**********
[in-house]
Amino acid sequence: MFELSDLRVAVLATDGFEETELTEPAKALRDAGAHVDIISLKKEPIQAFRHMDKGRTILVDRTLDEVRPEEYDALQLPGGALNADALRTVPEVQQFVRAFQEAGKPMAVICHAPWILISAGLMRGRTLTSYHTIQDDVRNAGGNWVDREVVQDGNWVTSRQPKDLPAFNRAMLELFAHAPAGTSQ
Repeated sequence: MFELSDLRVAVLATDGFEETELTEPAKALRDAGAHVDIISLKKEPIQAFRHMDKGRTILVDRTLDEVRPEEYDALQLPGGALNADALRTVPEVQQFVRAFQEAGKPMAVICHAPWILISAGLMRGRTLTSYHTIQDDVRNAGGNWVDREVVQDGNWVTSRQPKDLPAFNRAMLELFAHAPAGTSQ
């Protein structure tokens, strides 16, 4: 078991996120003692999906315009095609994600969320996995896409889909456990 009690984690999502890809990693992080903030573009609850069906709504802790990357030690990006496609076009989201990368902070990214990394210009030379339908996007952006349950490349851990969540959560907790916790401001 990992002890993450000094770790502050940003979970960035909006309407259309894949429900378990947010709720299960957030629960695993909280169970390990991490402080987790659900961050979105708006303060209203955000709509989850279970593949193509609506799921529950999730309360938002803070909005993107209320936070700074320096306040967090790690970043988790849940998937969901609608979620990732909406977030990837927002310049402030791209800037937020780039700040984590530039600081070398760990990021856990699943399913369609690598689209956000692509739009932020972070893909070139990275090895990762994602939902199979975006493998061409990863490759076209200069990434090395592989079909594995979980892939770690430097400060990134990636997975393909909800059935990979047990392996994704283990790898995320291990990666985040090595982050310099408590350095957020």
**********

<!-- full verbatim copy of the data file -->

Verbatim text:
[in-house]
Amino acid sequence: MFELSDLRVAVLATDGFEETELTEPAKALRDAGAHVDIISLKKEPIQAFRHMDKGRTILVDRTLDEVRPEEYDALQLPGGALNADALRTVPEVQQFVRAFQEAGKPMAVICHAPWILISAGLMRGRTLTSYHTIQDDVRNAGGNWVDREVVQDGNWVTSRQPKDLPAFNRAMLELFAHAPAGTSQ
Repeated sequence: MFELSDLRVAVLATDGFEETELTEPAKALRDAGAHVDIISLKKEPIQAFRHMDKGRTILVDRTLDEVRPEEYDALQLPGGALNADALRTVPEVQQFVRAFQEAGKPMAVICHAPWILISAGLMRGRTLTSYHTIQDDVRNAGGNWVDREVVQDGNWVTSRQPKDLPAFNRAMLELFAHAPAGTSQ
């Protein structure tokens, strides 16, 4: 078991996120003692999906315009095609994600969320996995896409889909456990 009690984690999502890809990693992080903030573009609850069906709504802790990357030690990006496609076009989201990368902070990214990394210009030379339908996007952006349950490349851990969540959560907790916790401001 990992002890993450000094770790502050940003979970960035909006309407259309894949429900378990947010709720299960957030629960695993909280169970390990991490402080987790659900961050979105708006303060209203955000709509989850279970593949193509609506799921529950999730309360938002803070909005993107209320936070700074320096306040967090790690970043988790849940998937969901609608979620990732909406977030990837927002310049402030791209800037937020780039700040984590530039600081070398760990990021856990699943399913369609690598689209956000692509739009932020972070893909070139990275090895990762994602939902199979975006493998061409990863490759076209200069990434090395592989079909594995979980892939770690430097400060990134990636997975393909909800059935990979047990392996994704283990790898995320291990990666985040090595982050310099408590350095957020």